Cisco Reservoir - 2007 Survey Report
For assistance with accessibility on any TPWD documents, please contact firstname.lastname@example.org
Prepared by Spencer Dumont
Inland Fisheries Division
District 1-B, Abilene, Texas
This is the authors' summary from a 22-page report. For a copy of the complete report, use the download link in the sidebar.
Fish populations in Cisco Reservoir were surveyed in 2007 using electrofishing and trap nets and in 2008 using gill nets. This report summarizes the results of the surveys and contains a management plan for the reservoir based on those findings.
Cisco Reservoir is a 1,050-acre impoundment constructed on Sandy Creek approximately 45 miles east of Abilene, Texas. It is located in the Brazos River Basin, and its primary use was municipal water supply. From 1999 to the end of 2004 water level dropped about 12 feet, but this drop was corrected in 2005. Water level fell again in 2006 and 2007 before heavy rains in June and July 2007 added 15 feet. Water level was 4-foot below conservation level at time of sampling, and littoral habitat consisted primarily of rock, flooded terrestrial vegetation, and black willow. Boat access consisted of one public boat ramp. Bank fishing access was limited to the boat ramp area.
Fish populations have been managed with statewide harvest regulations. Attempts to introduce smallmouth bass in the 1990s were unsuccessful. Introductions of blue catfish were also unsuccessful.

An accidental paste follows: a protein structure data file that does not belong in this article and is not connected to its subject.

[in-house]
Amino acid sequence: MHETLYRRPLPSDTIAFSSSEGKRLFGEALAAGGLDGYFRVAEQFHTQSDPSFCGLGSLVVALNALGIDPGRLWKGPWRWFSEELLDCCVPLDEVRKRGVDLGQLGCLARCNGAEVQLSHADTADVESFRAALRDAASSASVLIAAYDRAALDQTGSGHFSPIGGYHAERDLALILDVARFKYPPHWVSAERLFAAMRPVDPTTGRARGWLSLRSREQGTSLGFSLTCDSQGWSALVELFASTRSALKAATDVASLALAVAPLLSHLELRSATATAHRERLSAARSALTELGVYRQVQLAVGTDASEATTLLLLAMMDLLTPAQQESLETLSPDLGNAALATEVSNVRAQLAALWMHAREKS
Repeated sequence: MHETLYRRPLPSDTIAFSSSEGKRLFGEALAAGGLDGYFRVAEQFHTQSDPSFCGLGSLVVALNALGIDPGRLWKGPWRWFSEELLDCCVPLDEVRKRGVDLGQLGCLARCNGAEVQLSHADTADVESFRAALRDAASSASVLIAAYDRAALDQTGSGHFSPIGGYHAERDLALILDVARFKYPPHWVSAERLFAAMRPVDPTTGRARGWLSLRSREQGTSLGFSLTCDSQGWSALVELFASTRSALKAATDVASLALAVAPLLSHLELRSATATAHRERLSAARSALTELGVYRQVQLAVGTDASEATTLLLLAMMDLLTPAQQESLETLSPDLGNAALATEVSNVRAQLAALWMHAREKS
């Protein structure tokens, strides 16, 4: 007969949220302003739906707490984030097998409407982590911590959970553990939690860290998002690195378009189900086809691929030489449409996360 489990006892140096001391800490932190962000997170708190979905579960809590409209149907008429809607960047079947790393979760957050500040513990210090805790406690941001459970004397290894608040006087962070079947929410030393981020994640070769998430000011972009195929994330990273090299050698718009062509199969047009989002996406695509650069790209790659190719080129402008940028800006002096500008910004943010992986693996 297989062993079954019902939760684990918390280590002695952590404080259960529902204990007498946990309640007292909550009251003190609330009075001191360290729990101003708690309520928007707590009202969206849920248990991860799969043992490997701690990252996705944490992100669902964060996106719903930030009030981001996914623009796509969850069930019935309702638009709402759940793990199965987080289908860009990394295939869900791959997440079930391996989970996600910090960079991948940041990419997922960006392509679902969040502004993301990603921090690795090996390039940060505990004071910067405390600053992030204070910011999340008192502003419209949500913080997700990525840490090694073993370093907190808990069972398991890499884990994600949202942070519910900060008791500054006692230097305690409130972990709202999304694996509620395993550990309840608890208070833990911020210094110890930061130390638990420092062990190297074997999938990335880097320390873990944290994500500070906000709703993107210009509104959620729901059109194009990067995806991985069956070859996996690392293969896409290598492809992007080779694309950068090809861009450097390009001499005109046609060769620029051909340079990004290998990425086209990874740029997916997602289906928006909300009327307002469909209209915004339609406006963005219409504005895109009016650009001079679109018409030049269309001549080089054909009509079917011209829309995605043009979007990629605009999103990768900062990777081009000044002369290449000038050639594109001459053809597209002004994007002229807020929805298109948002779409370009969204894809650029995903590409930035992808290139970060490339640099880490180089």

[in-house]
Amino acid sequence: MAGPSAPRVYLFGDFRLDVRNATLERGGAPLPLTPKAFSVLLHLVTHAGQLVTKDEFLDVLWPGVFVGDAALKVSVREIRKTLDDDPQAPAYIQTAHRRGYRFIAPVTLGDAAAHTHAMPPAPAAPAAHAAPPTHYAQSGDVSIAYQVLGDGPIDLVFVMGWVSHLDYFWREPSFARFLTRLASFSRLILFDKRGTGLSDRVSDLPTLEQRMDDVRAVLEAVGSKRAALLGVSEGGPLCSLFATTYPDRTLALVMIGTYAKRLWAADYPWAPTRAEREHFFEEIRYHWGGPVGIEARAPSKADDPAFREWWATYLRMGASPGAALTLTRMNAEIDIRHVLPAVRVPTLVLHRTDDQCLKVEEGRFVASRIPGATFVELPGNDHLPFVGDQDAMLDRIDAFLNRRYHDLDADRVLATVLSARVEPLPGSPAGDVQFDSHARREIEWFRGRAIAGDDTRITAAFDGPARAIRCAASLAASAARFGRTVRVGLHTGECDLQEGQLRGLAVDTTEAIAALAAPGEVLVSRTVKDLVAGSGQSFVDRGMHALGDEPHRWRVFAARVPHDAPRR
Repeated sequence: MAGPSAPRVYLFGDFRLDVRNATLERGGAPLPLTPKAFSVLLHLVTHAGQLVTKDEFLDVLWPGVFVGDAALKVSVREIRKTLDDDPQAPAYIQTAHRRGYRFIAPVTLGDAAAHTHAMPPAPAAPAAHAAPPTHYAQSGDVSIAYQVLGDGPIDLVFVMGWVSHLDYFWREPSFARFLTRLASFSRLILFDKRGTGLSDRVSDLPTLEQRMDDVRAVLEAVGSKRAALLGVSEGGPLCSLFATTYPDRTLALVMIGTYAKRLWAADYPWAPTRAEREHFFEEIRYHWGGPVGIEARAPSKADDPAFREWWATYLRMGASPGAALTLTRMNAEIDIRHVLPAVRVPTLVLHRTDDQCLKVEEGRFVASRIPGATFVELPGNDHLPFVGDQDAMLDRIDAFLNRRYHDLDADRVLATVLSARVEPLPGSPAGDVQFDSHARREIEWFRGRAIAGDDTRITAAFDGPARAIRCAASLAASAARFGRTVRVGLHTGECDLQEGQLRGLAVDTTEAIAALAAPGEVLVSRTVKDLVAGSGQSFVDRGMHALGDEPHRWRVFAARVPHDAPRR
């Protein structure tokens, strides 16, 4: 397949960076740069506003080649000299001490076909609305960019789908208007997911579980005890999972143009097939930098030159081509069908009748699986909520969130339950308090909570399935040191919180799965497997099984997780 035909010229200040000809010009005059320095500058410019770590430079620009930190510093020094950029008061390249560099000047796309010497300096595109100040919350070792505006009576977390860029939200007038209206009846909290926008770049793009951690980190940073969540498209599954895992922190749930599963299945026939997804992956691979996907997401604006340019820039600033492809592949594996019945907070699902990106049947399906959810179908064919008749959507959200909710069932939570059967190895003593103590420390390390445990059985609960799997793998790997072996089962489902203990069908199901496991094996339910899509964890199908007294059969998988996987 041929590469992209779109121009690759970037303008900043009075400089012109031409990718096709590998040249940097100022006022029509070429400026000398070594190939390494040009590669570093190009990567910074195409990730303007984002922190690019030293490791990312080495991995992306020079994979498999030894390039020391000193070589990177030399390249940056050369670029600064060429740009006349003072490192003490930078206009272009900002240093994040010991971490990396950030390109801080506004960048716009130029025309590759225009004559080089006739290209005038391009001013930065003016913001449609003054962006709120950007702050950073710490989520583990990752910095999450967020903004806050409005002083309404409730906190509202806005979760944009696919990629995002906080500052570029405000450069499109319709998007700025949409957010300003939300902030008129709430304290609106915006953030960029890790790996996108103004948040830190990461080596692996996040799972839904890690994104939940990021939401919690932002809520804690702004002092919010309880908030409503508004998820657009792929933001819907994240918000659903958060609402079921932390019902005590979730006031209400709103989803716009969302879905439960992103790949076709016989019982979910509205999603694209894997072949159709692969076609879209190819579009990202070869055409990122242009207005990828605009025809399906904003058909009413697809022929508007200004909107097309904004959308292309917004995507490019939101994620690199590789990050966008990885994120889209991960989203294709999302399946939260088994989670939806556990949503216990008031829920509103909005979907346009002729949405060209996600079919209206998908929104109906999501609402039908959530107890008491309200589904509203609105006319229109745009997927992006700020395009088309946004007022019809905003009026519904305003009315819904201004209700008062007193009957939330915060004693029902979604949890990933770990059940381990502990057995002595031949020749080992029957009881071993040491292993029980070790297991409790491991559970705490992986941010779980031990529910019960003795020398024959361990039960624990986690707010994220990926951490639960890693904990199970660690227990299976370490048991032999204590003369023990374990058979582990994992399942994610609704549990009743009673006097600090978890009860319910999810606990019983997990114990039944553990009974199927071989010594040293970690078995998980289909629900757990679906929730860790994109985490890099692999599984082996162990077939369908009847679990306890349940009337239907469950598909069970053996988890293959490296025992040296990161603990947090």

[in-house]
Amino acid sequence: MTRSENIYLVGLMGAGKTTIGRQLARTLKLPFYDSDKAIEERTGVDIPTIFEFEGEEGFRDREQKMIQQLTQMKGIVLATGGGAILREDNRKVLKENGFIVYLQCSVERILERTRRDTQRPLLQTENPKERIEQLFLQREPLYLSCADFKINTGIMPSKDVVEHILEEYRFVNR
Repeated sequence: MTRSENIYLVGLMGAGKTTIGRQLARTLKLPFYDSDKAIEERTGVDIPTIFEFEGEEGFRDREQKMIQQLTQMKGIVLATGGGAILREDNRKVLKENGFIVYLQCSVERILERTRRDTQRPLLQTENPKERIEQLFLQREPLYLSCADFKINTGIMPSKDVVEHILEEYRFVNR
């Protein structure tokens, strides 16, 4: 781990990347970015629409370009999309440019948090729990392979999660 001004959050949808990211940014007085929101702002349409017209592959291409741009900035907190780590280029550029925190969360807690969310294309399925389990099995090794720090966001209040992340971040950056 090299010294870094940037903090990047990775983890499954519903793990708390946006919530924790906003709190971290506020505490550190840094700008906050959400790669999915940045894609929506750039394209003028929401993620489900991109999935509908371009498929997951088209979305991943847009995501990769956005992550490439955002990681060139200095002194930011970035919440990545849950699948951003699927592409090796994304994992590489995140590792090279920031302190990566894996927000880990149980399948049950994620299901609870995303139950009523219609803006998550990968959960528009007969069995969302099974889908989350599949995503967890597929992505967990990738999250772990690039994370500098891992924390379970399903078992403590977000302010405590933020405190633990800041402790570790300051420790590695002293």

- Prey species: Prey fish primarily consisted of various sunfish species and gizzard shad. Although prey fish numbers appeared low, body condition and growth of largemouth bass seemed to indicate that the current forage base was good.
- Catfishes: Channel catfish were present with low abundance.
- Temperate basses: White bass numbers appeared to be increasing and most of the fish collected were 14-17 inches long.
- Largemouth bass: Body condition, size structure, and growth improved in 2007 compared to previous years.
- White crappie: White crappie abundance, according to trap net surveys, was poor. However, fish up to 14” were collected and the overall size structure of the crappie population was much better than it was in 2003, meaning that more legal-size crappie may be available to anglers.
Conduct geo-referenced habitat survey. Conduct fish monitoring surveys in 2011/2012 including bass-only electrofishing in the spring 2012.
Performance Report as required by Federal Aid in Sport Fish Restoration Act Texas Federal Aid Project F-30-R-33 Statewide Freshwater Fisheries Monitoring and Management Program